Carnegiea gigantea, Giant Saguaro

Southwest Desert Flora

Home to the plants of the Sonoran, Chihuahuan and Mojave Deserts

Cirsium ochrocentrum, Yellowspine Thistle

Tagetes lemmonii, Lemmon’s Marigold

Tagetes lemmonii, Lemmon’s Marigoldii, Southwest Desert Flora Tagetes lemmonii, Lemmon’s Marigoldii, Southwest Desert Flora    Tagetes lemmonii, Lemmon’s Marigoldii, Southwest Desert Flora


Scientific Name: Tagetes lemmonii
Common Name: Lemmon’s Marigold
Also Called: Alamos marigold, Copper Canyon Daisy, Lemmon Marigold, Mexican Bush Marigold and Mountain Marigold
Family: Asteraceae, Sunflower Family
Synonyms: (Tagetes alamensis, Tagetes palmeri)
Status: Native
Duration: Perennial
Size:Up to 3 feet.
Growth Form: Shrub or sub-shrub; erect, multiple branches.
Leaves: Leaves green; margins are pinnately lobed with three or five lobes, lobes linear to lanceolate; leaf also variably dentate with fine hair-like spines on each tooth; leaves up to four inches long.
Flower Color: Bright yellow; ray and disk florets; flowering stalk or peduncle may be 20 inches long; bracts or phyllaries subtending head with dark dot-like glands; fruit is an achene.
Flowering Season: August to October following sufficient summer rainfall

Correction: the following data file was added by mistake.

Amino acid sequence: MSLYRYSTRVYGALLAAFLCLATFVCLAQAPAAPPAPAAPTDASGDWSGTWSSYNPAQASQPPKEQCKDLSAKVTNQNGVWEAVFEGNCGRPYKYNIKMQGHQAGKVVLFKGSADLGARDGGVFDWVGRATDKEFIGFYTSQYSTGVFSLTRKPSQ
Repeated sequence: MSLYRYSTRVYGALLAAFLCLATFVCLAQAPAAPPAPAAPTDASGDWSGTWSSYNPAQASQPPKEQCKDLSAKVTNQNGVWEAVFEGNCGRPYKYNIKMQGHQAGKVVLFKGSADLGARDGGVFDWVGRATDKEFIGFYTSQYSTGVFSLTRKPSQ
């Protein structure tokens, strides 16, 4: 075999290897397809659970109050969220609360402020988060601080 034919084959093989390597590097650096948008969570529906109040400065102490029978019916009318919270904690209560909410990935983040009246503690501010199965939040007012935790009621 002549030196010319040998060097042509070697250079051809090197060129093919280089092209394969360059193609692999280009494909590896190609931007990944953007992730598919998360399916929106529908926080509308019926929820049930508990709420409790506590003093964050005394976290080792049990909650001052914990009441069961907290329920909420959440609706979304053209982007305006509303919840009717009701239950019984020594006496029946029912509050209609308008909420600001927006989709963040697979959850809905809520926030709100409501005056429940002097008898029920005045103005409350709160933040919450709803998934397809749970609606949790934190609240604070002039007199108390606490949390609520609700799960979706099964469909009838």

Elevation:4,000 to 8,000 feet.
Habitat Preferences:Canyons and moist areas in grasslands and pinyon juniper communities in southeastern Arizona.
Recorded Range: In the United States, Lemmon’s Marigold is found in southeast Arizona; Pima, Santa Cruz and Cochise counties. Also found in northwest Mexico.

U.S. Weed Information: No data available.
Invasive/Noxious Weed Information: No data available.
Wetland Indicator: No data available.
Threatened/Endangered Information: No data available.

Genus Information: 8 species in Tagetes throughout much of the United States and eastern Canada.

Comments: The genus Tagetes includes the popular cultivated Marigolds, both the African and French varieties known for their handsome yellow-orange flowers and familiar "Marigold" scent. Lemmon’s Marigold, although limited in its native distribution to southeastern Arizona and northern Mexico, is readily available in the nursery trade and makes an ideal landscape specimen for desert gardens. Cultivated plants may grow up to 3 feet tall and 4 or 5 feet wide blooming in both spring and fall.

Date Profile Completed: 10/24/2012; Updated, 07/26/2015
References:
U.S. Dept. of Agriculture, Natural Resources Conservation Service on-line database
Arizona Flora, Kearney, Thomas H., Peebles, Robert H., 1960, University of California Press, Berkley and Los Angeles
John L. Strother, FNA | Family List | FNA Vol. 21 | Asteraceae | Tagetes, Flora of North America Editorial Committee, eds. 1993+. Flora of North America North of Mexico. 16+ vols. New York and Oxford. (accessed 10/24/2012)
SEINet for synonyms, scientific names and recorded geographic locations, http://swbiodiversity.org/seinet/